In 1953 Henry Dreyfuss designed the classic round thermostat for Honeywell, a design so iconic that Honeywell sued Nest for making their smart thermostat round. They also sued for patent infringement; it turns out they were busy developing their own smart thermostat, just introduced as the Lyric. It's also round, but that's about where the similarities end.
Right out of the gate, Honeywell attacks Nest's idea of a learning thermostat; the first line in this video is "Let's be honest, life's not that predictable. If you can't learn your schedule, how's a thermostat supposed to?"
The Lyric is essentially turns your smart phone into the thermostat controller; the device on the wall is really just the interface with the furnace and air conditioner, the local thermometer and humidistat. It's part of the trend Apple talks about with HomeKit, where the IOS intends to "integrate the growing field of home automation apps and services."
Honeywell gets that it's personal, that different people feel temperature differently. That there is more to comfort than just temperature. They sing "keeping things feeling like 72 degrees, because a dry 72 can make some people freeze."
The Lyric doesn't have to guess your habits because it knows where you are, it follows you around. When you are driving to your suburban house on the winding street, it detects you and cranks up the AC in anticipation of your arrival.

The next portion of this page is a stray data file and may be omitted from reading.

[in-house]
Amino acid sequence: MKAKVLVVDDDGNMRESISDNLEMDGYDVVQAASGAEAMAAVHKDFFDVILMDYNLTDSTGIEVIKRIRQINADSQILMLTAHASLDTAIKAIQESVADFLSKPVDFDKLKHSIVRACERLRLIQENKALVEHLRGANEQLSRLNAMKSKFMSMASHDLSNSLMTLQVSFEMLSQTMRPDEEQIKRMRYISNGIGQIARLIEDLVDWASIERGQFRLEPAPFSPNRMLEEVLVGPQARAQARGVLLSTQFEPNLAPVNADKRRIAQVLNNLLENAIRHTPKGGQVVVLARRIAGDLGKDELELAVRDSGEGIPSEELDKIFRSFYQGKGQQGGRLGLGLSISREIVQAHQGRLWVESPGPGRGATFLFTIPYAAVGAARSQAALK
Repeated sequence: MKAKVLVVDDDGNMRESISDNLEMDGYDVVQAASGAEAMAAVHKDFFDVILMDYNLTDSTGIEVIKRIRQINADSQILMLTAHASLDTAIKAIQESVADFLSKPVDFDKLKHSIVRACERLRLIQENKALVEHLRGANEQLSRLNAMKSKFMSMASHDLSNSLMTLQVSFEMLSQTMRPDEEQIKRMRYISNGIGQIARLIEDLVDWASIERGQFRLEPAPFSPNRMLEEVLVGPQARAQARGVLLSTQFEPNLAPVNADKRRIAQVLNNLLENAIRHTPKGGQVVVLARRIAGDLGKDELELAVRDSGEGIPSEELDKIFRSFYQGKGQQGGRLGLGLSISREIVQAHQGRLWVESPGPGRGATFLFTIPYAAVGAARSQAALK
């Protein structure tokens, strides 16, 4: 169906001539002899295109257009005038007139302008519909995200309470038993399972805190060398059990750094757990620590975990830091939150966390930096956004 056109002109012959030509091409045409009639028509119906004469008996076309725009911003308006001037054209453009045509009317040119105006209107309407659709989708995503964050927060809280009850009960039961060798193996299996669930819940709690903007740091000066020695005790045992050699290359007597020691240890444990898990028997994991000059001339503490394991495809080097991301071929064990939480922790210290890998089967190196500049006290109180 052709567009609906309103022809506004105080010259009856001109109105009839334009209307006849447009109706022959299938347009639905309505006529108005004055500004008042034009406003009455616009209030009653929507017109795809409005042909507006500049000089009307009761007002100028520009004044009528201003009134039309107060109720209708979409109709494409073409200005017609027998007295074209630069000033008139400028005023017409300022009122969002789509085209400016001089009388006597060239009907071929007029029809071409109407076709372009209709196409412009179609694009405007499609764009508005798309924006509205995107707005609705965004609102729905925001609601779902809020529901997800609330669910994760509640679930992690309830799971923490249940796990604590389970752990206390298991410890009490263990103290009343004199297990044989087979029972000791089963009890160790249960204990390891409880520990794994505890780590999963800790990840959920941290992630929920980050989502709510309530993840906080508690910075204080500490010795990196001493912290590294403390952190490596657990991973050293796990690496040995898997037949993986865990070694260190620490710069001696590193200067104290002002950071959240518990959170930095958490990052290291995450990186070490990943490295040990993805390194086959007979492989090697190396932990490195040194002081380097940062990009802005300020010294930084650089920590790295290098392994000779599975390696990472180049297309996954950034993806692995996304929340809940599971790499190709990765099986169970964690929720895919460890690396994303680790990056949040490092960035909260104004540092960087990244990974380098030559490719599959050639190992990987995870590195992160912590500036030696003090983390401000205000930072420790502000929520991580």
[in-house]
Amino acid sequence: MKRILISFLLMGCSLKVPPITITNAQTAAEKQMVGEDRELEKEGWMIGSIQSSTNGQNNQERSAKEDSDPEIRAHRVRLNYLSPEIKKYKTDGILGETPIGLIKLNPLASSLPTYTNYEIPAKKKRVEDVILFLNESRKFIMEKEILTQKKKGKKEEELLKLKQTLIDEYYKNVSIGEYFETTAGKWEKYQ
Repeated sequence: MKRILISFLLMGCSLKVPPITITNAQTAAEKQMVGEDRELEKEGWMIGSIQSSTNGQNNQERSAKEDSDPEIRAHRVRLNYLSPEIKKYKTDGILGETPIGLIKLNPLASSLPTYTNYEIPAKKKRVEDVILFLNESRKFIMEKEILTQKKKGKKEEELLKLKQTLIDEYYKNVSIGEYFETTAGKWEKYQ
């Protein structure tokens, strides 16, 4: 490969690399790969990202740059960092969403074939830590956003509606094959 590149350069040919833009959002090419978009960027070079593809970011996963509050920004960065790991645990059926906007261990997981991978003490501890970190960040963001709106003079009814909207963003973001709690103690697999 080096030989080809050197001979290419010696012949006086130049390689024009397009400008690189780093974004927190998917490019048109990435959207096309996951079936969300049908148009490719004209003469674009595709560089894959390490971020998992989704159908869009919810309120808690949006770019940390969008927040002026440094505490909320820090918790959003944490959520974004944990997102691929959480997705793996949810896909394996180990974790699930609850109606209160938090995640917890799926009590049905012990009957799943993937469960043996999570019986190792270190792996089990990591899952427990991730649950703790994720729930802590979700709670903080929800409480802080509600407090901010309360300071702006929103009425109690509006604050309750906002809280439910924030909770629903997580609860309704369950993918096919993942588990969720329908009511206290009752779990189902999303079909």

In a Lyrical world, you don't have to know what's going on outside, you drive your air conditioned car into your air conditioned house, all cool as a cucumber. You don't have to know the outside weather, because the Lyric does, and fine-tunes conditions accordingly. And herein lies the problem.
The smart thermostat is a dumb response to a bad building.
A smart thermostat works best in a stupid house, one without a lot of insulation or shading, preferably one that leaks a lot of air. A well insulated, well shaded and well built house holds its temperature; as noted in an earlier post discussing passivhaus, a smart thermostat would be bored stupid. You don't want to live in a house that is designed so that the AC can crank the temp down five degrees in the time it takes you to drive a few blocks; it means you have a huge unit. If your architect has designed your house with a little thermal mass to act as a sort of energy flywheel, it will actually be fighting with your thermostat, trying to keep the temperature even when the thermostat is trying to change it.
You don't want to have a smart thermostat that raises the temperature three degrees; a layer of clothing will do that. Suggesting that a thermostat is going to create energy savings like you've never known is idiotic; it is going to probably cost you money as it dashes from air conditioner to furnace to dehumidifier, to satisfy your every whim. Putting on a sweater is cheaper.
Comfort is a complicated thing that can't really be solved by a smart thermostat. The Lyric, like the Nest, throws technology and electricity at a problem that is better solved by design. As I have said before, we don't need smart thermostats, we need well built dumb homes.
More at Honeywell Lyric.